We were talking about how in certain areas, we both have established “cues” that we use to signal “game on”, “let’s do this” or “it’s time to leave it on the floor" (for my fellow dancers and cheerleaders at heart).

She is a power lifter and specifically when it’s time to compete, she puts on her red lipstick, hair up in a bun and that means “go” for her.

It causes her to think a thought that instantly has her feeling confident.

I have noticed that for me, when it comes to taking trips, whether it’s for vacation, or a trip to visit my sisters family back East, or a work conference, if and when I buy my plane ticket there’s no going back. Once I buy that ticket, it’s as good as done. My brain knows that I won’t purchase a plane ticket and waste it. I would never purchase the ticket and then just not go.

The plane ticket equates to a level of commitment for me. As soon as it’s purchased every cell in me knows “I’m going now” and believes it. I’m instantly confident in my ability to get myself on that plane and to whatever destination I’m headed to.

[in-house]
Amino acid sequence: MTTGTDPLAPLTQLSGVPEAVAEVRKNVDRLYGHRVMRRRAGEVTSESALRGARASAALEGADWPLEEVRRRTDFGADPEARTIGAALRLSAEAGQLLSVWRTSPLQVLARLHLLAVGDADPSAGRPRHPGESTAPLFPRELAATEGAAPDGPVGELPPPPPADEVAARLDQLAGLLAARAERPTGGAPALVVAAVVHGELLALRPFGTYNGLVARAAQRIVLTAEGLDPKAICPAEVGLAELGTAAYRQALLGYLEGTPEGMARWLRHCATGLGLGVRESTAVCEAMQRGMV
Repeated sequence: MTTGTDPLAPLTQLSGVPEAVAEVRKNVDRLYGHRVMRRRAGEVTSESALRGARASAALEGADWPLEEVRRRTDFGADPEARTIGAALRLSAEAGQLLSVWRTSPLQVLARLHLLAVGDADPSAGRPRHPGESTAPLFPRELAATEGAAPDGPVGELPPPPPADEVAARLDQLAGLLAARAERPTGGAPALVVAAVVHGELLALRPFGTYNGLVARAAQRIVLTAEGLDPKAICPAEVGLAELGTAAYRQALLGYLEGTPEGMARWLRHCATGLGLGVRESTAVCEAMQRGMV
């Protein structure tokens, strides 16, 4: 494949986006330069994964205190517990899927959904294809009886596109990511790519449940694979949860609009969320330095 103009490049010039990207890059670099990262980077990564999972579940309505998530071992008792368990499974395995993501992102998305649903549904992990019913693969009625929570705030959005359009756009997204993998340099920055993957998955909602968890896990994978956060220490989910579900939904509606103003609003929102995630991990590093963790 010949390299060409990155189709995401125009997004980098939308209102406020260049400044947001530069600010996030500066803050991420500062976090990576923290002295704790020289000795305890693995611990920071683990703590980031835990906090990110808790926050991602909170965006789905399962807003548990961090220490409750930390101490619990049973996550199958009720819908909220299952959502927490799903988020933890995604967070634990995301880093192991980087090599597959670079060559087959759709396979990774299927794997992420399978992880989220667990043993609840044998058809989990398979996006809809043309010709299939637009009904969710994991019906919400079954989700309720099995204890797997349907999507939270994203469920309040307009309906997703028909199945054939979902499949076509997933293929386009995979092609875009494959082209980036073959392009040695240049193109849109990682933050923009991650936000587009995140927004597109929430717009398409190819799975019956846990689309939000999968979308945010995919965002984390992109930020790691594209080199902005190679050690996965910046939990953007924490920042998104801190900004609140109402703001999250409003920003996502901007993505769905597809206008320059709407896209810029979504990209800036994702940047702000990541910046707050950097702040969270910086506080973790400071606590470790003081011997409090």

For my client, the red lipstick and bun (which are never worn in her everyday life) equate to a level of commitment for her. It signals to her brain that she’s not messing around.

I started to think of other situations where this might occur.

My husband is a big fan of baseball (Go Dodgers!). He often points out to me as we’re watching a game the quirks and habits that different players have. Something that they always do before they go up to bat, or something that is done before they leave the locker room.

You may think it’s superstition at work. But what if for them, it is more like a “cue” to their brain that it’s “go time”?! It’s like hitting the override switch.

Our minds are so very powerful and full of thoughts.

Our thoughts determine how we feel.

Our feelings determine the actions that we take.

Our actions determine our results.

Since our brains are wired to keep us safe and protect us, it often thinks thoughts that aren’t big enough for our goals.

People that feel confident are not just born that way. They have moments when they are not feeling confident too. They expect those moments and then are prepared and choose to hit the override switch and signal to their brain “let’s go”!

What if the cues that I mentioned above, were simply ways to intercept the small thoughts that won’t serve us, and instead put us into “big thought mode”?

What types of cues do you use? Share in the comments!